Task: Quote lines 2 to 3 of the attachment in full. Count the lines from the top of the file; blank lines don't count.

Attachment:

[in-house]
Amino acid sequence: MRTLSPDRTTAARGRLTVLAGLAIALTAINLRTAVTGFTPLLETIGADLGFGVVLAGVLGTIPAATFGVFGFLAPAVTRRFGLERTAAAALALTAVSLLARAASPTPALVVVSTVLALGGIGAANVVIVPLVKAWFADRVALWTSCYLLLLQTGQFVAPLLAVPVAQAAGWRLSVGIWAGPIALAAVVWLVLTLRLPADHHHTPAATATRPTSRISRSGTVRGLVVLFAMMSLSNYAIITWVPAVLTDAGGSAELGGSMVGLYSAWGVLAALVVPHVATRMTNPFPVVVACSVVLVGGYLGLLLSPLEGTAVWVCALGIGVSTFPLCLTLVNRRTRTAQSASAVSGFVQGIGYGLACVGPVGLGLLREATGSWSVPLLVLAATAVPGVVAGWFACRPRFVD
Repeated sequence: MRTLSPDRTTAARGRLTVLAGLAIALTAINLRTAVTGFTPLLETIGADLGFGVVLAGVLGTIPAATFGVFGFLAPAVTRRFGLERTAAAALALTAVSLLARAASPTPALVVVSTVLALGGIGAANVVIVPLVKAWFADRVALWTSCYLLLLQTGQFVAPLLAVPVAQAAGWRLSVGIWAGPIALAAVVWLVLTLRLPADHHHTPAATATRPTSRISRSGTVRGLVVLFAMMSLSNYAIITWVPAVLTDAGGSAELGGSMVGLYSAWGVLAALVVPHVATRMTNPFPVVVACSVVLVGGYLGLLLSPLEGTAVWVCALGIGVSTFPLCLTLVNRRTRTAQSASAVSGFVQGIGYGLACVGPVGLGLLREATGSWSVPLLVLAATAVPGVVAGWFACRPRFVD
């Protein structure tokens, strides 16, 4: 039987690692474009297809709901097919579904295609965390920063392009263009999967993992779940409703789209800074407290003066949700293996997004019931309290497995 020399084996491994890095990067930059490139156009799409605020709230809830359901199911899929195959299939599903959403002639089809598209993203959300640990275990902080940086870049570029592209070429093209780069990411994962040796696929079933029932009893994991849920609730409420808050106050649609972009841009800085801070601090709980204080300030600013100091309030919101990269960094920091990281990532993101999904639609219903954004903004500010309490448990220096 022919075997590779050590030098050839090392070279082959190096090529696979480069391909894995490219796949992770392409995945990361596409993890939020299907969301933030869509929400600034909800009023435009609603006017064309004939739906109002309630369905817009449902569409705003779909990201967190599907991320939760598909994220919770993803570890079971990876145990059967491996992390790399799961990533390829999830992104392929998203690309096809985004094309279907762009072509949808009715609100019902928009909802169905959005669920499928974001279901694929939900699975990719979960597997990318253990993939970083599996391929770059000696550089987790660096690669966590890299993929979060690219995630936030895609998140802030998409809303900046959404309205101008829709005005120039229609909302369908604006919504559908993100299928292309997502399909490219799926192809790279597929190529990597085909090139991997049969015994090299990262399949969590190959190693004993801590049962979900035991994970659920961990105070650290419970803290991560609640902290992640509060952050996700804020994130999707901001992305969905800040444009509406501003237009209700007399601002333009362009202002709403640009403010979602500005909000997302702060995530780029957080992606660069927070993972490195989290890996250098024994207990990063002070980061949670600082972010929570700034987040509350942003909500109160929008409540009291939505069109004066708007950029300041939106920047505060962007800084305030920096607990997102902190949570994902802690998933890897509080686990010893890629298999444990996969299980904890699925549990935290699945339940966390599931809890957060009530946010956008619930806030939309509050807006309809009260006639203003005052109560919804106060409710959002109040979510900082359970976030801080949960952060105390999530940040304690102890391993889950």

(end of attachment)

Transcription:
Amino acid sequence: MRTLSPDRTTAARGRLTVLAGLAIALTAINLRTAVTGFTPLLETIGADLGFGVVLAGVLGTIPAATFGVFGFLAPAVTRRFGLERTAAAALALTAVSLLARAASPTPALVVVSTVLALGGIGAANVVIVPLVKAWFADRVALWTSCYLLLLQTGQFVAPLLAVPVAQAAGWRLSVGIWAGPIALAAVVWLVLTLRLPADHHHTPAATATRPTSRISRSGTVRGLVVLFAMMSLSNYAIITWVPAVLTDAGGSAELGGSMVGLYSAWGVLAALVVPHVATRMTNPFPVVVACSVVLVGGYLGLLLSPLEGTAVWVCALGIGVSTFPLCLTLVNRRTRTAQSASAVSGFVQGIGYGLACVGPVGLGLLREATGSWSVPLLVLAATAVPGVVAGWFACRPRFVD
Repeated sequence: MRTLSPDRTTAARGRLTVLAGLAIALTAINLRTAVTGFTPLLETIGADLGFGVVLAGVLGTIPAATFGVFGFLAPAVTRRFGLERTAAAALALTAVSLLARAASPTPALVVVSTVLALGGIGAANVVIVPLVKAWFADRVALWTSCYLLLLQTGQFVAPLLAVPVAQAAGWRLSVGIWAGPIALAAVVWLVLTLRLPADHHHTPAATATRPTSRISRSGTVRGLVVLFAMMSLSNYAIITWVPAVLTDAGGSAELGGSMVGLYSAWGVLAALVVPHVATRMTNPFPVVVACSVVLVGGYLGLLLSPLEGTAVWVCALGIGVSTFPLCLTLVNRRTRTAQSASAVSGFVQGIGYGLACVGPVGLGLLREATGSWSVPLLVLAATAVPGVVAGWFACRPRFVD